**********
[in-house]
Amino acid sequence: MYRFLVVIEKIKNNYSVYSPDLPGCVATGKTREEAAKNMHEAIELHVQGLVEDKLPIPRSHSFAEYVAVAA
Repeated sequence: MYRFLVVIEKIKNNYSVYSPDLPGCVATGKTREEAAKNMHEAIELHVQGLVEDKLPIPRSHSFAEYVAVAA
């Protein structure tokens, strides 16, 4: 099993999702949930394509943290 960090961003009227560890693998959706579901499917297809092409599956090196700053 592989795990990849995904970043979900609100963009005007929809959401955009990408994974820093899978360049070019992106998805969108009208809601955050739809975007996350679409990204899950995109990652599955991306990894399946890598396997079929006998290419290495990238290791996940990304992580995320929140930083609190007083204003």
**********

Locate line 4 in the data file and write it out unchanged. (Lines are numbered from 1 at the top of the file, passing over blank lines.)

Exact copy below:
């Protein structure tokens, strides 16, 4: 099993999702949930394509943290 960090961003009227560890693998959706579901499917297809092409599956090196700053 592989795990990849995904970043979900609100963009005007929809959401955009990408994974820093899978360049070019992106998805969108009208809601955050739809975007996350679409990204899950995109990652599955991306990894399946890598396997079929006998290419290495990238290791996940990304992580995320929140930083609190007083204003």